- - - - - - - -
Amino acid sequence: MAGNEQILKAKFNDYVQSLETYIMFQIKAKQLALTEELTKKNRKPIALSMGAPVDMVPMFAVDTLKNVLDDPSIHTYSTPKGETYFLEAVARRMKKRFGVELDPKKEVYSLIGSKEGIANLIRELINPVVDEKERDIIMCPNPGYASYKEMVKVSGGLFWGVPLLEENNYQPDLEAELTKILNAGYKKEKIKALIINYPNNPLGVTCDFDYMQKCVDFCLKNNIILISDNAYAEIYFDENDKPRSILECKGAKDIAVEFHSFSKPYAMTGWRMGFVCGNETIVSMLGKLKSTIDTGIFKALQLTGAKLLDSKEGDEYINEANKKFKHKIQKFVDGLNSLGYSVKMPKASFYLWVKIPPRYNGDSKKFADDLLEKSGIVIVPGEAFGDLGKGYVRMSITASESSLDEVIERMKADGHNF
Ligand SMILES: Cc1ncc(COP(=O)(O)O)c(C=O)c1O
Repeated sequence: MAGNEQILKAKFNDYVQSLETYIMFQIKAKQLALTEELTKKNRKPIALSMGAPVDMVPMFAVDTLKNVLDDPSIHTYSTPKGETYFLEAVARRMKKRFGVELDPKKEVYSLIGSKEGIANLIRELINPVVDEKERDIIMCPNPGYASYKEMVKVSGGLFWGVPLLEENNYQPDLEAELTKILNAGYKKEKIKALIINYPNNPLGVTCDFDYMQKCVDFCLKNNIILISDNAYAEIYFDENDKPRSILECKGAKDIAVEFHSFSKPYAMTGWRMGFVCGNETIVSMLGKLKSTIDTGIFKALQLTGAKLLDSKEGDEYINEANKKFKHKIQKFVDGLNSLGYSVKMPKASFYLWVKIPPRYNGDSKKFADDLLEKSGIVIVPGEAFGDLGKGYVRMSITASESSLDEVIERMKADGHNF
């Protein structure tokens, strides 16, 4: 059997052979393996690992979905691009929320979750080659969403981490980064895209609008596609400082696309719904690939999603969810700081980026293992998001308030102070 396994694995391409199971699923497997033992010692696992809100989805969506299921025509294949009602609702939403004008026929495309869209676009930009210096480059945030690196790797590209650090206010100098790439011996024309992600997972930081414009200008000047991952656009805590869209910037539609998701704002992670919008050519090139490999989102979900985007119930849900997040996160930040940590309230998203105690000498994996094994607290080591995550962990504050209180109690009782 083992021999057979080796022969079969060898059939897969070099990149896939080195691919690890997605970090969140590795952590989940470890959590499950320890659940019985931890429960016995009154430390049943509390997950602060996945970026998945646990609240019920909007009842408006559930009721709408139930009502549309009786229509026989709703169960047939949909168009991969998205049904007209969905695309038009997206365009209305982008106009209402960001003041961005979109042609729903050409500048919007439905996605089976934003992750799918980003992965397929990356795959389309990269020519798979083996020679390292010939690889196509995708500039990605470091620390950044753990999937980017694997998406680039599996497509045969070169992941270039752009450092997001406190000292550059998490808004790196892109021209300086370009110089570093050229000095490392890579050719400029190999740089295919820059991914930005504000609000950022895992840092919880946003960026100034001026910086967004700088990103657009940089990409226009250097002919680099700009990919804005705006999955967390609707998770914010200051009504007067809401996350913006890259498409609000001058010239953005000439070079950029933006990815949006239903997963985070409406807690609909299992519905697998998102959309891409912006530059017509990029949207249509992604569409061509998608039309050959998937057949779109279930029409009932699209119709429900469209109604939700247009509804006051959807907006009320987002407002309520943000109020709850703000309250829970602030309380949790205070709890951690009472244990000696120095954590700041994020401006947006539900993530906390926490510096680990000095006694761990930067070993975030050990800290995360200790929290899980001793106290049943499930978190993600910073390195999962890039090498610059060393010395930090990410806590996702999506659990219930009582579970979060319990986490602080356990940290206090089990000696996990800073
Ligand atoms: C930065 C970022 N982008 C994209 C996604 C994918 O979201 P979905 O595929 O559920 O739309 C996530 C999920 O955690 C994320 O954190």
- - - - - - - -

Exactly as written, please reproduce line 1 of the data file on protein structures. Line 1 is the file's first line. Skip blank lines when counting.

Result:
Amino acid sequence: MAGNEQILKAKFNDYVQSLETYIMFQIKAKQLALTEELTKKNRKPIALSMGAPVDMVPMFAVDTLKNVLDDPSIHTYSTPKGETYFLEAVARRMKKRFGVELDPKKEVYSLIGSKEGIANLIRELINPVVDEKERDIIMCPNPGYASYKEMVKVSGGLFWGVPLLEENNYQPDLEAELTKILNAGYKKEKIKALIINYPNNPLGVTCDFDYMQKCVDFCLKNNIILISDNAYAEIYFDENDKPRSILECKGAKDIAVEFHSFSKPYAMTGWRMGFVCGNETIVSMLGKLKSTIDTGIFKALQLTGAKLLDSKEGDEYINEANKKFKHKIQKFVDGLNSLGYSVKMPKASFYLWVKIPPRYNGDSKKFADDLLEKSGIVIVPGEAFGDLGKGYVRMSITASESSLDEVIERMKADGHNF